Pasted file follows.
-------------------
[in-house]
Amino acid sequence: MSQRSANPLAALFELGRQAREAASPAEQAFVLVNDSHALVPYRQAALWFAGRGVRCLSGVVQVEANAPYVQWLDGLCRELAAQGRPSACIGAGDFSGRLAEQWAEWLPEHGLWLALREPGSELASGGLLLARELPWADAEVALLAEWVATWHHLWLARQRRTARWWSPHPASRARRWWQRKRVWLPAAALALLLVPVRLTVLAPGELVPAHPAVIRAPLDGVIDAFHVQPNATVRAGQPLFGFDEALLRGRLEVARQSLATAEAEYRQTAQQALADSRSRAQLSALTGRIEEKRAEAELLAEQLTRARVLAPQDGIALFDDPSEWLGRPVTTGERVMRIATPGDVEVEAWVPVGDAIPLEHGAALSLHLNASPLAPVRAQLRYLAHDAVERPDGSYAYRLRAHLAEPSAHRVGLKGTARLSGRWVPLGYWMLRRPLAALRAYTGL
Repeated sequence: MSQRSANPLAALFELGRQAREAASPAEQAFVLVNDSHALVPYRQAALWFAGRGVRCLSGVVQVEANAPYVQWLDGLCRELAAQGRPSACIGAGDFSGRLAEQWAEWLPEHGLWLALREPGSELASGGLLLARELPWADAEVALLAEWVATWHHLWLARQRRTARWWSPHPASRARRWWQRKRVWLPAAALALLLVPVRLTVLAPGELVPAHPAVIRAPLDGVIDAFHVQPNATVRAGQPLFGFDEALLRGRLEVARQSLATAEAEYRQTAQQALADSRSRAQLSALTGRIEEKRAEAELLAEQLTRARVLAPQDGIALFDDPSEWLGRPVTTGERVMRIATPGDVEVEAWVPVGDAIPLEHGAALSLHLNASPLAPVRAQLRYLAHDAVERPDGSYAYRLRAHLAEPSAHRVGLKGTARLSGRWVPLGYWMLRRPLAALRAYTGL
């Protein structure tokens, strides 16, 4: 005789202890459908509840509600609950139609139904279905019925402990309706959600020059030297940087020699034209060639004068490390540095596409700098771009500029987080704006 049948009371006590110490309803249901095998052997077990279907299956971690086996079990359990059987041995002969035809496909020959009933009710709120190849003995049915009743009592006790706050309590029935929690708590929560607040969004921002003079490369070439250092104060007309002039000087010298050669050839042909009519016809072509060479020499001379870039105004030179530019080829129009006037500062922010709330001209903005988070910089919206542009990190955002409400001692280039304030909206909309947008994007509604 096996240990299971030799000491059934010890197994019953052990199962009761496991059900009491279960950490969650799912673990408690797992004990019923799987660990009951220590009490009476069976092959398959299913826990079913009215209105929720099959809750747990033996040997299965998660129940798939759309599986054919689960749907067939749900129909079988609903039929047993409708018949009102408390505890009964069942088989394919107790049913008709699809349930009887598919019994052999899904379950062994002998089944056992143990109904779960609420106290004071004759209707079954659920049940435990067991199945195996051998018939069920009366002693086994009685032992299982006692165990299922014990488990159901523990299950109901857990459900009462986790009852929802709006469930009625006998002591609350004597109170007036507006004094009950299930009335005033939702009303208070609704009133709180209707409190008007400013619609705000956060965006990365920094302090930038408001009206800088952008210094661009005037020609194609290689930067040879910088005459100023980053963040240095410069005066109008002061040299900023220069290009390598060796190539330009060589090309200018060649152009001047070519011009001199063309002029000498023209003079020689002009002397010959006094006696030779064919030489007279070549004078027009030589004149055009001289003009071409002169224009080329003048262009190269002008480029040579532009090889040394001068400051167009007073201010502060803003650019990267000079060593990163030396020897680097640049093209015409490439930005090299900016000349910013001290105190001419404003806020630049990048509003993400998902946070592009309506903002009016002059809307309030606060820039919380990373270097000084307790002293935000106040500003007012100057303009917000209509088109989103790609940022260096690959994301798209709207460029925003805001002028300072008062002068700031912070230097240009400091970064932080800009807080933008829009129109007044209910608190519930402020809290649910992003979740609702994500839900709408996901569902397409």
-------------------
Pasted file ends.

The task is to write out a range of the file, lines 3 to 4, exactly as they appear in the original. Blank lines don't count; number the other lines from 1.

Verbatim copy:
Repeated sequence: MSQRSANPLAALFELGRQAREAASPAEQAFVLVNDSHALVPYRQAALWFAGRGVRCLSGVVQVEANAPYVQWLDGLCRELAAQGRPSACIGAGDFSGRLAEQWAEWLPEHGLWLALREPGSELASGGLLLARELPWADAEVALLAEWVATWHHLWLARQRRTARWWSPHPASRARRWWQRKRVWLPAAALALLLVPVRLTVLAPGELVPAHPAVIRAPLDGVIDAFHVQPNATVRAGQPLFGFDEALLRGRLEVARQSLATAEAEYRQTAQQALADSRSRAQLSALTGRIEEKRAEAELLAEQLTRARVLAPQDGIALFDDPSEWLGRPVTTGERVMRIATPGDVEVEAWVPVGDAIPLEHGAALSLHLNASPLAPVRAQLRYLAHDAVERPDGSYAYRLRAHLAEPSAHRVGLKGTARLSGRWVPLGYWMLRRPLAALRAYTGL
């Protein structure tokens, strides 16, 4: 005789202890459908509840509600609950139609139904279905019925402990309706959600020059030297940087020699034209060639004068490390540095596409700098771009500029987080704006 049948009371006590110490309803249901095998052997077990279907299956971690086996079990359990059987041995002969035809496909020959009933009710709120190849003995049915009743009592006790706050309590029935929690708590929560607040969004921002003079490369070439250092104060007309002039000087010298050669050839042909009519016809072509060479020499001379870039105004030179530019080829129009006037500062922010709330001209903005988070910089919206542009990190955002409400001692280039304030909206909309947008994007509604 096996240990299971030799000491059934010890197994019953052990199962009761496991059900009491279960950490969650799912673990408690797992004990019923799987660990009951220590009490009476069976092959398959299913826990079913009215209105929720099959809750747990033996040997299965998660129940798939759309599986054919689960749907067939749900129909079988609903039929047993409708018949009102408390505890009964069942088989394919107790049913008709699809349930009887598919019994052999899904379950062994002998089944056992143990109904779960609420106290004071004759209707079954659920049940435990067991199945195996051998018939069920009366002693086994009685032992299982006692165990299922014990488990159901523990299950109901857990459900009462986790009852929802709006469930009625006998002591609350004597109170007036507006004094009950299930009335005033939702009303208070609704009133709180209707409190008007400013619609705000956060965006990365920094302090930038408001009206800088952008210094661009005037020609194609290689930067040879910088005459100023980053963040240095410069005066109008002061040299900023220069290009390598060796190539330009060589090309200018060649152009001047070519011009001199063309002029000498023209003079020689002009002397010959006094006696030779064919030489007279070549004078027009030589004149055009001289003009071409002169224009080329003048262009190269002008480029040579532009090889040394001068400051167009007073201010502060803003650019990267000079060593990163030396020897680097640049093209015409490439930005090299900016000349910013001290105190001419404003806020630049990048509003993400998902946070592009309506903002009016002059809307309030606060820039919380990373270097000084307790002293935000106040500003007012100057303009917000209509088109989103790609940022260096690959994301798209709207460029925003805001002028300072008062002068700031912070230097240009400091970064932080800009807080933008829009129109007044209910608190519930402020809290649910992003979740609702994500839900709408996901569902397409």